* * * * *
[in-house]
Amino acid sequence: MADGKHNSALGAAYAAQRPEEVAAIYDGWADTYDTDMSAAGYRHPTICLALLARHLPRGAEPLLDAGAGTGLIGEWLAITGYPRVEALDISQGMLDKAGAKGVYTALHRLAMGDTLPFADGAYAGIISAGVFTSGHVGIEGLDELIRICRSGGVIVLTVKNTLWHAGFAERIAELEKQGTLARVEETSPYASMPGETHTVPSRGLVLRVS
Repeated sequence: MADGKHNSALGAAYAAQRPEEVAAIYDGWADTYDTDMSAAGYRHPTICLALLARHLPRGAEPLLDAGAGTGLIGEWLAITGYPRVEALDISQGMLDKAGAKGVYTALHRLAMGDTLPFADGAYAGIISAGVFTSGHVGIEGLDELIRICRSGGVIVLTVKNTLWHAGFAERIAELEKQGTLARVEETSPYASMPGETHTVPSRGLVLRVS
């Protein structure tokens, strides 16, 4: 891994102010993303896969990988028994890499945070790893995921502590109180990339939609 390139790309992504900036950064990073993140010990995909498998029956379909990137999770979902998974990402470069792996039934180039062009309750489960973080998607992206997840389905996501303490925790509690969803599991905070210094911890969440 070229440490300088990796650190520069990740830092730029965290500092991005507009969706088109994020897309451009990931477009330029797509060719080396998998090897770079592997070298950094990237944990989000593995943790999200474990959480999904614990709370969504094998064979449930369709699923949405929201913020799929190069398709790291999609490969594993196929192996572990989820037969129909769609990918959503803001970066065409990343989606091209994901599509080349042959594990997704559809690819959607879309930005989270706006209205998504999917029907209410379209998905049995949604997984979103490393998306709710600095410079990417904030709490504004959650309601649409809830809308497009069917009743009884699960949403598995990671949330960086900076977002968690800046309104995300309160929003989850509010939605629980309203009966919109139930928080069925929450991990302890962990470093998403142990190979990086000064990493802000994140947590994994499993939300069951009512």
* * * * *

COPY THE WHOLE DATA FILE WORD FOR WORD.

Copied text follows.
[in-house]
Amino acid sequence: MADGKHNSALGAAYAAQRPEEVAAIYDGWADTYDTDMSAAGYRHPTICLALLARHLPRGAEPLLDAGAGTGLIGEWLAITGYPRVEALDISQGMLDKAGAKGVYTALHRLAMGDTLPFADGAYAGIISAGVFTSGHVGIEGLDELIRICRSGGVIVLTVKNTLWHAGFAERIAELEKQGTLARVEETSPYASMPGETHTVPSRGLVLRVS
Repeated sequence: MADGKHNSALGAAYAAQRPEEVAAIYDGWADTYDTDMSAAGYRHPTICLALLARHLPRGAEPLLDAGAGTGLIGEWLAITGYPRVEALDISQGMLDKAGAKGVYTALHRLAMGDTLPFADGAYAGIISAGVFTSGHVGIEGLDELIRICRSGGVIVLTVKNTLWHAGFAERIAELEKQGTLARVEETSPYASMPGETHTVPSRGLVLRVS
């Protein structure tokens, strides 16, 4: 891994102010993303896969990988028994890499945070790893995921502590109180990339939609 390139790309992504900036950064990073993140010990995909498998029956379909990137999770979902998974990402470069792996039934180039062009309750489960973080998607992206997840389905996501303490925790509690969803599991905070210094911890969440 070229440490300088990796650190520069990740830092730029965290500092991005507009969706088109994020897309451009990931477009330029797509060719080396998998090897770079592997070298950094990237944990989000593995943790999200474990959480999904614990709370969504094998064979449930369709699923949405929201913020799929190069398709790291999609490969594993196929192996572990989820037969129909769609990918959503803001970066065409990343989606091209994901599509080349042959594990997704559809690819959607879309930005989270706006209205998504999917029907209410379209998905049995949604997984979103490393998306709710600095410079990417904030709490504004959650309601649409809830809308497009069917009743009884699960949403598995990671949330960086900076977002968690800046309104995300309160929003989850509010939605629980309203009966919109139930928080069925929450991990302890962990470093998403142990190979990086000064990493802000994140947590994994499993939300069951009512």